Why have I come to that place? Well, I could talk about our disagreement over human sexuality, but I believe that is a symptom rather than the root issue, and there are many who have unpacked that piece of our denominational split. I could talk about a lack of integrity in some parts of the institution and mistrust of the system. That too has been written about in multiple places, but that is not my largest concern. For me, it is the fact that the United Methodist Church is heading down a path theologically that I will not be able to continue down. The church has veered off course missionally and is no longer invested in supporting and growing local churches. We are not living into a full expression of our mission statement (I will be unpacking that soon in another post). At some point soon, we will come to a fork in the road, and I will need to make a choice and take a different path.

What is that different path? At this time, I believe that the best option for me will be to eventually join the Global Methodist Church. I know that many have tried to paint it as a hateful, homophobic, and legalistic movement. However, that has not what I have found in my research and discernment. I have found that it holds pretty much the same theological beliefs that we as United Methodists now hold. However, it provides better accountability to allow those beliefs to be lived out among the clergy and laity in the local church and more accountability for our leaders at all levels. Additionally, I find that the primary focus of their organizational structure is to support and empower the local church. Please understand, I am not saying the grass is greener in the Global Methodist Church because I do see areas where I feel there needs to be more conversation and discernment on how best to be a church. However, I believe the soil that this church will be planted in is much more conducive to healthy growth because their foundational understandings, their passion for living in holiness,  and their vision for the future speak to me in the same way that the Methodist history class did at Huntingdon College.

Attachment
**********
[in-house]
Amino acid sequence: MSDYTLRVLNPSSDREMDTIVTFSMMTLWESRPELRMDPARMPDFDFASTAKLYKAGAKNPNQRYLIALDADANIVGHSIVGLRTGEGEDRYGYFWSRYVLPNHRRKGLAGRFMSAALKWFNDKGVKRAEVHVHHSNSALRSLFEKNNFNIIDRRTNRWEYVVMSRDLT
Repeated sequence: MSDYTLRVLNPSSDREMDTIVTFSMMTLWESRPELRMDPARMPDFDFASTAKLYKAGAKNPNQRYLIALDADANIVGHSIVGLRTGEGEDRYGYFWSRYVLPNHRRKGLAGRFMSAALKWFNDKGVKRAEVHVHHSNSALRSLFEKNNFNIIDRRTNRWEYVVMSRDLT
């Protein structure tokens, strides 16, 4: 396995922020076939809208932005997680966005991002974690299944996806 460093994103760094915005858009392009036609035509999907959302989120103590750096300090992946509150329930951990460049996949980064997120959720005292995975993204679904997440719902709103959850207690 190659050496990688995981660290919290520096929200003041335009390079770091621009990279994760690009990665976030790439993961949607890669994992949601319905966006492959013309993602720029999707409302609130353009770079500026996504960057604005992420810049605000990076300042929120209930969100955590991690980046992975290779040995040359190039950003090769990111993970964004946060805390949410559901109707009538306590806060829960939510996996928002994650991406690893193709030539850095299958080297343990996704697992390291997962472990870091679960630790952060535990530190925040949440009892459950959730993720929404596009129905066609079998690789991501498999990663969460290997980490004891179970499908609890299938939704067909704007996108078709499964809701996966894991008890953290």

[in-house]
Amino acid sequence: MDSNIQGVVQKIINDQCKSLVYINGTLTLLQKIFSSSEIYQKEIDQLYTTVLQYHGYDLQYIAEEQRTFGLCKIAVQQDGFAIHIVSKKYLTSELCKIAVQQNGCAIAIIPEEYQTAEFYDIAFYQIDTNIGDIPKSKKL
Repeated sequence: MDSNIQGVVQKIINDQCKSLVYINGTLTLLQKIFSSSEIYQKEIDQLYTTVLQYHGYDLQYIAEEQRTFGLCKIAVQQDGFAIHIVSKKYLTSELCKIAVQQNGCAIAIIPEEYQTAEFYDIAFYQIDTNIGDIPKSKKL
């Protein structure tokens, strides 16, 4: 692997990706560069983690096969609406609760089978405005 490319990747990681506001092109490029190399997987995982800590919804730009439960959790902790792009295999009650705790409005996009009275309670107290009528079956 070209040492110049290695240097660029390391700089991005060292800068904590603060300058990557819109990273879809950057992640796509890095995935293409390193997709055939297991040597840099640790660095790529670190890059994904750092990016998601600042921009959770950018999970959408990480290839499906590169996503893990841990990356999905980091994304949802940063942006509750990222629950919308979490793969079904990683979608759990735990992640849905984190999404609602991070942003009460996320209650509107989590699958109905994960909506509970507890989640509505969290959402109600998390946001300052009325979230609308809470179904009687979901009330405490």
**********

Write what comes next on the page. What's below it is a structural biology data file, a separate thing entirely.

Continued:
When the Lord calls me to make this move to a new denomination, I do not believe I will be leaving Methodism. I will simply be aligning with a new expression of what it means to be Methodist. This phenomenon is not new to our movement, it has happened many times over our 200+ year history. John Wesley himself did not want to start a new denomination. However, when circumstances made it the only viable option, he ordained bishops and elders who would eventually form the Methodist Episcopal Church in America.

I ask that you pray for me and for Ragan. She has walked alongside me on this journey. She is committed to following the call of Christ wherever he leads us. This has not been easy, but I was reminded by a friend recently that in Ephesians 6 the apostle Paul teaches us to put on the full armor of God, and then after we have done everything we are to stand. This is because the one who calls us is with us in this season and is faithful to us and stands with us. And for me, it is time to stand.

One thought on “It is Time to Stand

  1. Dear Toby and Ragan, you have walked a very difficult and lonely path. Just because your beliefs align with our family’s beliefs doesn’t soften or assuage your anguish. You are loved and respected by so many! You were a beloved, effective pastoral pair. We grew as individuals and as a congregation because of your love and leadership. Your handprints are all around our church in individual changed lives. We love you. Godspeed. Come home to a denomination that needs and loves you.